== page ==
Black Caucus Member Rep. Barbara Lee Unveils Bill To Create Commission Addressing Legacy Of Slavery

Black Caucus Member Rep. Barbara Lee Unveils Bill To Create Commission Addressing Legacy Of Slavery

Black Caucus Member Rep. Barbara Lee unveils a bill to create a commission addressing the lingering legacy of American slavery. In this image from video, Rep. Barbara Lee, D-Calif., speaks on the floor of the House of Representatives at the U.S. Capitol in Washington, Thursday, April 23, 2020. (House Television via AP)

When Congress convened on June 1, Rep. Barbara Lee (D-Calif.) wasted no time unveiling a resolution that calls for establishing a commission to address the legacy of slavery.

The former chairwoman of the Congressional Black Caucus, Lee is spearheading the resolution. It is the latest legislative proposal introduced by members of the caucus in recent days amid nationwide protests over the deaths of unarmed African Americans at the hands of police.

“The murder of George Floyd and the current covid-19 crisis illustrates once again the painful and dangerous legacy that white supremacy has had in our country,” Lee said in introducing the measure. “This inequality is at the heart of every crisis we’re dealing with right now.”

Lee added, “This resolution addresses the issue as it relates to the legacy of slavery and the racism in America and the lasting effects on communities of color which of course we still face today.”

The resolution was in the works long before the protests that began after George Floyd died in Minneapolis police custody, according to Lee.

The proposed special commission will be called the “Truth, Racial Healing, and Transformation Commission.” It will be dedicated to studying the legacy of slavery in the U.S. as well as suggest policies to address modern racial injustices, The Hill reported.

Lee explained the proposal on Twitter: “This inequality is at the heart of every crisis we’re dealing with right now – the crises of police brutality and mass incarceration, the #COVID19 public health crisis which is disproportionately affecting communities of color. #TRHT.”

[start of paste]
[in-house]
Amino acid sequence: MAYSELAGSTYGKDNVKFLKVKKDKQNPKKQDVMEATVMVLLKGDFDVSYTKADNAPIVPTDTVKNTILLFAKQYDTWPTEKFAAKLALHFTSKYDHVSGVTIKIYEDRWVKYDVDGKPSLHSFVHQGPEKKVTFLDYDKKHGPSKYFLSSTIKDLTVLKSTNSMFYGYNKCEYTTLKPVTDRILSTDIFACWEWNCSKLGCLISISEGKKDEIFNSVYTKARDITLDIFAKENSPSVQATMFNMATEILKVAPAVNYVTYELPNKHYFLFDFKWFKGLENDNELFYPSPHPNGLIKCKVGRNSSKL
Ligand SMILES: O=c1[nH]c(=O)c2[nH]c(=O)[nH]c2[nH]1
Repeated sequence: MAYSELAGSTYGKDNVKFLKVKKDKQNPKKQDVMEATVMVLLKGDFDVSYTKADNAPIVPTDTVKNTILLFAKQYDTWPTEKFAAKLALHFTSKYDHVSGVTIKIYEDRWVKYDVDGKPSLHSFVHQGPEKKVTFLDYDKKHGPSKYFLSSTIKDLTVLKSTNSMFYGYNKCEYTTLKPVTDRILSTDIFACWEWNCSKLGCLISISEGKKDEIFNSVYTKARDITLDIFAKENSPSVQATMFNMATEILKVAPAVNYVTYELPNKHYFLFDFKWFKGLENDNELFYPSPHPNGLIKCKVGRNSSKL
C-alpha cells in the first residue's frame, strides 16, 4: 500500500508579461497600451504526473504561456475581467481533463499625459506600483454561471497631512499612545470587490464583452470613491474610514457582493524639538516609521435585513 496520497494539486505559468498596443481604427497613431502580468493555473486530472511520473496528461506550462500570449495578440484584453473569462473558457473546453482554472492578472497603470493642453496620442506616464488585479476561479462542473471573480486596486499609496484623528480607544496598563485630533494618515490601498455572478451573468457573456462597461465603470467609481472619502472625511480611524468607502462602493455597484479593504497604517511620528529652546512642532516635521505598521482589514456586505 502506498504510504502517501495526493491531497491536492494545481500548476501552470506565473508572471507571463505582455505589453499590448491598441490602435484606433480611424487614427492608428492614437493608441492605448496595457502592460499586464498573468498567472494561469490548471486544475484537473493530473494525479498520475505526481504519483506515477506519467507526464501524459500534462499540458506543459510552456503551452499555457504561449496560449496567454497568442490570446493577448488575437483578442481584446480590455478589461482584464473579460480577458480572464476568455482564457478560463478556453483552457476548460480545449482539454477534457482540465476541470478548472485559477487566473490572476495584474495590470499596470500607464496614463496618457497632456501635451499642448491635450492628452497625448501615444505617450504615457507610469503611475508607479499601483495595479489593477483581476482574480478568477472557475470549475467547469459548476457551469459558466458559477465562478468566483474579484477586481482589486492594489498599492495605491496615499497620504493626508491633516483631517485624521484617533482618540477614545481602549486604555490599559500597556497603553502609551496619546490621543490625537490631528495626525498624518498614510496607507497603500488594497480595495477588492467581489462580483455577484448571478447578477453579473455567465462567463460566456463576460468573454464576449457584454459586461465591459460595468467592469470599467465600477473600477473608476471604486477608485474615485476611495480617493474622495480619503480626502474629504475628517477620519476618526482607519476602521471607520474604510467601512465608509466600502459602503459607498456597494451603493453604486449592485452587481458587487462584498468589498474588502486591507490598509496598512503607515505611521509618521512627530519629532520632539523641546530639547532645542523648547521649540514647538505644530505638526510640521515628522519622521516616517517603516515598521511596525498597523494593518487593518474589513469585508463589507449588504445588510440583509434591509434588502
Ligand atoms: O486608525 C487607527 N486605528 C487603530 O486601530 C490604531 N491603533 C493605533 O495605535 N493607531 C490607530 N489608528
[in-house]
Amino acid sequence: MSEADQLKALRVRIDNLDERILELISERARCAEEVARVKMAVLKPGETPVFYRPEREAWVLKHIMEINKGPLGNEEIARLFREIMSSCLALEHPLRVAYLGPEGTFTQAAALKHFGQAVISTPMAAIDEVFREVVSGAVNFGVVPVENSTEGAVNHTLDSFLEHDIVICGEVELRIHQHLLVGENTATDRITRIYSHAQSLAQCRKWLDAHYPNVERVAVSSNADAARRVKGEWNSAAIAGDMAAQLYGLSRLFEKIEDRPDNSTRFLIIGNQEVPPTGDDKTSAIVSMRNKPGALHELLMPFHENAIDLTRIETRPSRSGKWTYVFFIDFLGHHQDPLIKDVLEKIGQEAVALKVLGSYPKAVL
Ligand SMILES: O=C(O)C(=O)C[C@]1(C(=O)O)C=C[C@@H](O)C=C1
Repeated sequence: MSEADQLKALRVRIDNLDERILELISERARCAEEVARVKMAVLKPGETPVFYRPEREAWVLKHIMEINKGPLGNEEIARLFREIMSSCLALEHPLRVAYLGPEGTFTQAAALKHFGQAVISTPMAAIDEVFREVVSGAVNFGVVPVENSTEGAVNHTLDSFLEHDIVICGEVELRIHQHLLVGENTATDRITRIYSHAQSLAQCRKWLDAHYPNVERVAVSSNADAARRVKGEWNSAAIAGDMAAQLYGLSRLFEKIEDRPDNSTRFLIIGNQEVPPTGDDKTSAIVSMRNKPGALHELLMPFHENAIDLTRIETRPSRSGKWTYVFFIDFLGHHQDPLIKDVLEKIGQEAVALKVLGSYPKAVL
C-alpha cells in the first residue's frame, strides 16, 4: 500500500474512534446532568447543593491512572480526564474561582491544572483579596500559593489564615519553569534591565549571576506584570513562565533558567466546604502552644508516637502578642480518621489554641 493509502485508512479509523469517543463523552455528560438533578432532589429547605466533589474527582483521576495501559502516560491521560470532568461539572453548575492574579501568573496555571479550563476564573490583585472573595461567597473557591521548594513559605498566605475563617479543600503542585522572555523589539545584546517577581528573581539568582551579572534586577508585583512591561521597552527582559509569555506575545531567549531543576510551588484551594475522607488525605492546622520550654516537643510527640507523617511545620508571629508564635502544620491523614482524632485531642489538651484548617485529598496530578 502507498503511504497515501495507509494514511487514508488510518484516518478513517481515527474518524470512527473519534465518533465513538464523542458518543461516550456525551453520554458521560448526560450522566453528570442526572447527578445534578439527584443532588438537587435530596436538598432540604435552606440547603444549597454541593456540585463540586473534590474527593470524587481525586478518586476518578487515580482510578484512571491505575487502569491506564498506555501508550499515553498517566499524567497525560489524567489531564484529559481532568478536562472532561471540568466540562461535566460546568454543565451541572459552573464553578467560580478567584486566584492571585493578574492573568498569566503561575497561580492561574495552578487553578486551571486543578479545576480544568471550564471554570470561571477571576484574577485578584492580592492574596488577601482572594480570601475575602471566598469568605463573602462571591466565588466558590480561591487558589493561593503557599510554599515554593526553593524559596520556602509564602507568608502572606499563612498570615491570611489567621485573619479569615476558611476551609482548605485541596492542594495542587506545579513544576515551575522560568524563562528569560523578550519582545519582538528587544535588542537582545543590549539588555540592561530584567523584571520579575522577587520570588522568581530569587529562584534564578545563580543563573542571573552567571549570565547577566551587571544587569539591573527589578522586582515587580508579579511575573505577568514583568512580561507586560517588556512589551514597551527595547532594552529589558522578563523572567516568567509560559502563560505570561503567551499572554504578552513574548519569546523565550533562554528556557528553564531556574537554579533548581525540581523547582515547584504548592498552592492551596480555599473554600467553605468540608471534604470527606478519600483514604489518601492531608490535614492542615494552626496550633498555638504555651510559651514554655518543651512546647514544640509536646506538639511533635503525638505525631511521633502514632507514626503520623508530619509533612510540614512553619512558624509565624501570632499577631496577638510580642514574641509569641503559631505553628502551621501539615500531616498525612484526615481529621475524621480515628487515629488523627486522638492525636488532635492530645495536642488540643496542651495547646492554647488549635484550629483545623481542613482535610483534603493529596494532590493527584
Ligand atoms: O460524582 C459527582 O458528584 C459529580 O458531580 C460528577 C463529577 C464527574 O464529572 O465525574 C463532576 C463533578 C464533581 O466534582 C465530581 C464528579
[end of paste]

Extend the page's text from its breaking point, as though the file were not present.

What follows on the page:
She added, “Only by understanding our past, & confronting the errors that still haunt us today, can we truly move forward as a people & a country. That’s why I’m proud to lead #TRHT resolution to examine the effects of slavery & racism against people of color & its impact on our policies.”

Other members of the Congressional Black Caucus supported the commission. “It’s very hard to identify with oppression if you have no idea about the origins,” said Rep. Karen Bass (D-Calif.), the current CBC chairwoman. “It’s very easy to deny that it exists if you don’t understand the origins. And so having a resolution like this that calls for healing, that calls for reconciliation, that calls for the truth, is exactly what the country needs right now.”

House Judiciary Committee Chairman Jerrold Nadler (D-N.Y.) said that the panel will be engaging in oversight and considering legislation in the coming weeks to address racial profiling and police brutality.

It also seems that the GOP might at least listen to arguments. In the Senate, Majority Leader Mitch McConnell (R-Ky.) read into the Senate record the names of Black people who have died at the hands of the police: George Floyd. Ahmaud Arbery. Breonna Taylor.

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“To me and to millions of outraged Americans, these disturbing events do not look like three isolated incidents,” McConnell said in a speech in the Senate chamber. “They look more like the latest chapter in our national struggle to make just and equal protection under the law a fact of life for all Americans.”

This happened while protesters gathered outside the Capitol, which is still partly locked down due to the coronavirus. Still, others sided with President Donald Trump’s insistence on using military force to end the protests, The Messenger-Inquirer reported.

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